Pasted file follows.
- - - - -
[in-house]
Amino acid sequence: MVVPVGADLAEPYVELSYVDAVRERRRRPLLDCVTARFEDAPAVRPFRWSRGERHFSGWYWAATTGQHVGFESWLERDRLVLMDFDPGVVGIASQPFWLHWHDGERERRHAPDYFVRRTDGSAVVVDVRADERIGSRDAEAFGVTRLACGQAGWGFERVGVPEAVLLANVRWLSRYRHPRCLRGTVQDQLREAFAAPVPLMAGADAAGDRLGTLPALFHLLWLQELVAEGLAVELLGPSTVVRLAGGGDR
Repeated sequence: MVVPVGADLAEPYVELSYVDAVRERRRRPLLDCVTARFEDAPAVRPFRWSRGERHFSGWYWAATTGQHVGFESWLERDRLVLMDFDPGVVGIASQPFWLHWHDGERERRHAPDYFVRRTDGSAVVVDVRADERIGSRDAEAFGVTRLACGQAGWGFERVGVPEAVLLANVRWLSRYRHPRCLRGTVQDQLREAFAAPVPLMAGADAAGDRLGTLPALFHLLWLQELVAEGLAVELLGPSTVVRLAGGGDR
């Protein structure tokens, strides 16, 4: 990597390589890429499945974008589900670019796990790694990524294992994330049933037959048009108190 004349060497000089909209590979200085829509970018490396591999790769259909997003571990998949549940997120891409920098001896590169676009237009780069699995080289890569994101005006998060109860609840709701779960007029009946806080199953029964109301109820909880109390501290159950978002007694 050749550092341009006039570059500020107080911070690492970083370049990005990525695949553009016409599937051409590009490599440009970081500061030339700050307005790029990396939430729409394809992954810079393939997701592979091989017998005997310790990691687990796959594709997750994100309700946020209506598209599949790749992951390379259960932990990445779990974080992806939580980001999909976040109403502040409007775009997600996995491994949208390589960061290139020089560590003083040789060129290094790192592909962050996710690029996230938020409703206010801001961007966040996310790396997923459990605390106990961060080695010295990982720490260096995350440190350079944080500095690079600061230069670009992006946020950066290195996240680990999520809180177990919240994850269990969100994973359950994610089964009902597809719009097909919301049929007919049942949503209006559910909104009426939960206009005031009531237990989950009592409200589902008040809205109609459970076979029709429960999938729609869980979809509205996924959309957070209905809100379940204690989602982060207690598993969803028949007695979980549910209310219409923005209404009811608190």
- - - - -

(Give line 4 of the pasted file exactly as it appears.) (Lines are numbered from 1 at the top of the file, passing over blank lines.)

């Protein structure tokens, strides 16, 4: 990597390589890429499945974008589900670019796990790694990524294992994330049933037959048009108190 004349060497000089909209590979200085829509970018490396591999790769259909997003571990998949549940997120891409920098001896590169676009237009780069699995080289890569994101005006998060109860609840709701779960007029009946806080199953029964109301109820909880109390501290159950978002007694 050749550092341009006039570059500020107080911070690492970083370049990005990525695949553009016409599937051409590009490599440009970081500061030339700050307005790029990396939430729409394809992954810079393939997701592979091989017998005997310790990691687990796959594709997750994100309700946020209506598209599949790749992951390379259960932990990445779990974080992806939580980001999909976040109403502040409007775009997600996995491994949208390589960061290139020089560590003083040789060129290094790192592909962050996710690029996230938020409703206010801001961007966040996310790396997923459990605390106990961060080695010295990982720490260096995350440190350079944080500095690079600061230069670009992006946020950066290195996240680990999520809180177990919240994850269990969100994973359950994610089964009902597809719009097909919301049929007919049942949503209006559910909104009426939960206009005031009531237990989950009592409200589902008040809205109609459970076979029709429960999938729609869980979809509205996924959309957070209905809100379940204690989602982060207690598993969803028949007695979980549910209310219409923005209404009811608190």